Online and face-to-face networking offer best of both worlds
Professionals around the world know networking plays a crucial role in growing their businesses. It’s no longer a mystery that with the right connections, businesses can land the right deals and form stronger partnerships, in turn improving their bottom lines.
Professionals everywhere are always looking for ways to optimize, streamline and otherwise improve their networking — and along comes such social networking sites as Facebook, LinkedIn and Twitter.
What exactly does this mean to a savvy networker? An interesting platform, at best. But a savvy networker also knows that nothing beats a handshake.
Walk into any networking event, and you’ll see some people who seem to stare more at their drinks or plates of food than anything else in the room. They might remain on the outskirts of the room or quite possible tucked away into one of the side rooms. This type of person rarely makes eye contact if you see them from across the room. Generally, they’ll stay with someone they trust, such as a spouse or good friend, for the entire night.
A face-to-face networking event can be a down right terrifying prospect for a person who’s shy. To an introverted person, networking literally becomes a necessary evil.
Social networking provides shy people a way to hide behind a computer screen and interact with people, quite possibly being able to say things about their own businesses they can only dream of saying in a public forum.
Introverts might not be jumping for joy at the prospect of going to a networking event. This does not mean that they don’t want to meet people, however. There are many introverted people who are very active on social networks — in fact, I’m married to one.
Social networking can make you very visible in the community. However, the disadvantages can often cancel out the good.
People who engage in social networking as their primary source of networking will have problems moving back into a face-to-face world, including when it comes time to “close the deal.” Avid social networkers could slip further and further behind their computer screens and voicemails, leaving potential customers wondering if they’re real people.
The connection online is tenuous at best and can be easily severed or forgotten. Social networking is at its best when it’s augmented by physical face-to-face interactions with the people with which you’re connected online.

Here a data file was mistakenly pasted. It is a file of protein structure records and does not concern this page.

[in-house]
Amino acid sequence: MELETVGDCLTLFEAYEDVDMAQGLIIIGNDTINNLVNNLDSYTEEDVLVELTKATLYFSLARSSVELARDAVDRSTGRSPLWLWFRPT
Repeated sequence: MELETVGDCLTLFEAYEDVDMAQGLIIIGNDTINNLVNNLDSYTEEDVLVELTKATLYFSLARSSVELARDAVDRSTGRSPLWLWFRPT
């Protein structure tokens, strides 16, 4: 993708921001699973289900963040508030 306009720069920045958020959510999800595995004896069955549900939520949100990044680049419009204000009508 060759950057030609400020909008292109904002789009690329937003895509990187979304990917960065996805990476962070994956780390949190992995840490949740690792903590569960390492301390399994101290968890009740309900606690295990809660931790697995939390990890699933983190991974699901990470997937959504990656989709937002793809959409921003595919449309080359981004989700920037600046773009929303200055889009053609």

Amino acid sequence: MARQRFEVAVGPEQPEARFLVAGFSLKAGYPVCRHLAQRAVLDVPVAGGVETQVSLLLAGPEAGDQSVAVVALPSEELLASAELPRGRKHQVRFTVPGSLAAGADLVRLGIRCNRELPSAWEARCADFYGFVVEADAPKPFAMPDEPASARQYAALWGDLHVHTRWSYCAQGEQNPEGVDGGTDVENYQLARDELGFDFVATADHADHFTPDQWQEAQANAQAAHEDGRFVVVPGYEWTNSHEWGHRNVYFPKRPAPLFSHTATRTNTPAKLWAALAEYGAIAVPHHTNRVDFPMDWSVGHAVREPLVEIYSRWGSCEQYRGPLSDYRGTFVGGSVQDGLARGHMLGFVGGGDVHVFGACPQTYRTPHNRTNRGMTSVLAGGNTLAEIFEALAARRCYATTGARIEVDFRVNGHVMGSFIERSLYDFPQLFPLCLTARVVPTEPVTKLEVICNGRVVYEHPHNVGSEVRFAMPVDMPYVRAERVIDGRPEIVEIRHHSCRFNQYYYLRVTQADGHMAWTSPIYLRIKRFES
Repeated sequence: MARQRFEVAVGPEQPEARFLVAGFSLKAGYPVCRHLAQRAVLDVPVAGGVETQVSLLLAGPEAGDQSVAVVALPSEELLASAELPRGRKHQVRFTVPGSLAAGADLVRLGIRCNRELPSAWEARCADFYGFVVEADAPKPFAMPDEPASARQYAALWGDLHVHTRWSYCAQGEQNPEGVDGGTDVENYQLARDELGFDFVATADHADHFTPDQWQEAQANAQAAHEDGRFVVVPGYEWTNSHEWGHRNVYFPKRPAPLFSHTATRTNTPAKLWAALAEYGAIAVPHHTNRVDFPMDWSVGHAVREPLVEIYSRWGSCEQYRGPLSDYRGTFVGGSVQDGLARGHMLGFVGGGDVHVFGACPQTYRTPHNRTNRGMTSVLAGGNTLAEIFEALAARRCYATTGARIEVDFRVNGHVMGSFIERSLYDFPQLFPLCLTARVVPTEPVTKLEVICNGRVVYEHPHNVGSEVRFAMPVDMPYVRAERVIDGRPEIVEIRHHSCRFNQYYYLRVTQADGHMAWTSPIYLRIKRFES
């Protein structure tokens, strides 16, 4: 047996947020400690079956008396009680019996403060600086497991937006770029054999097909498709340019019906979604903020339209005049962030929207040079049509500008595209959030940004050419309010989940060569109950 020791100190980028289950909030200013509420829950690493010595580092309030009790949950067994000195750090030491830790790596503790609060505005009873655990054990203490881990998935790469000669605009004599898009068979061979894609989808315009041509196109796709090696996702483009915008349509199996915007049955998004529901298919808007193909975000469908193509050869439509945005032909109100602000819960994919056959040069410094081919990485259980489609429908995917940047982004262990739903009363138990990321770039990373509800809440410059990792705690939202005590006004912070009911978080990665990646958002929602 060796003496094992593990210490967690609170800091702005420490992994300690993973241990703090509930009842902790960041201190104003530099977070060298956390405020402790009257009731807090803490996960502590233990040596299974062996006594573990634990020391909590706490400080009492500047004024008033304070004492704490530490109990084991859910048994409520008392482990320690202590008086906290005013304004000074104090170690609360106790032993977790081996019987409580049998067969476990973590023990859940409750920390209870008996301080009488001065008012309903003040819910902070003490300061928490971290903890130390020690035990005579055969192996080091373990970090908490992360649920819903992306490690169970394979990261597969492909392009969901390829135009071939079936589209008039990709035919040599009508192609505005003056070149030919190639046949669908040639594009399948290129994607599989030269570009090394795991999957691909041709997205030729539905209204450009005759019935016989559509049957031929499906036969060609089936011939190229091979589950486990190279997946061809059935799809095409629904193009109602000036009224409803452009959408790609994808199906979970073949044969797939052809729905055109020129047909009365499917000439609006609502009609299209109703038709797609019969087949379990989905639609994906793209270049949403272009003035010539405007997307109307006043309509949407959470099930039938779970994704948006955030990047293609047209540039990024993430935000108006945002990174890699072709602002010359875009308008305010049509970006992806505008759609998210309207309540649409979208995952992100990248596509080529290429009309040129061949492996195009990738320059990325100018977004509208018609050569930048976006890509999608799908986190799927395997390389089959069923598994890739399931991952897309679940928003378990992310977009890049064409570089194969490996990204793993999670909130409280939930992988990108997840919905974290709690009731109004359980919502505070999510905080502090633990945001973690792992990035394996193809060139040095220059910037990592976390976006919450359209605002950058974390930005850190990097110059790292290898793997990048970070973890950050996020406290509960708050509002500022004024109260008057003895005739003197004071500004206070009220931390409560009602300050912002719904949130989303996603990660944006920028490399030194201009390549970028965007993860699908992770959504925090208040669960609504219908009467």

Networking online should not be the only networking you do. Remember that networking online only augments face-to-face networking and will never replace a firm handshake and eye contact.
For those who feel uncomfortable at networking events, it’s time to get creative. Start at smaller events —maybe even only 10 people or less — and if possible ensure you know most if not all of the people in the room. Begin with the simple goal of letting those people know one goal you have for the upcoming year.
Next, catch up with the people that you met at the event online. Make a stronger connection with them through keeping in touch with them online. This will not only strengthen the relationship, it will make it easier to talk to this connection at a larger networking event.
When you find yourself getting comfortable, it’s time to challenge yourself to attend a new event with a few more people. Networking is not easy for everyone, but for an introvert it does help when you feel you’re walking into a room of friends.
Ivan Misner, lead author of “Networking Like a Pro: Turning Contacts into Connections,” reminds us that networking is about long-term connections. Misner writes: “People tend to forget about the importance of long-term credibility because they’re so focused on making an immediate sale.”
Focus on your credibility with the people you’re networking with and not only will your network grow, you’ll also increase the friendliness of any room into which you walk.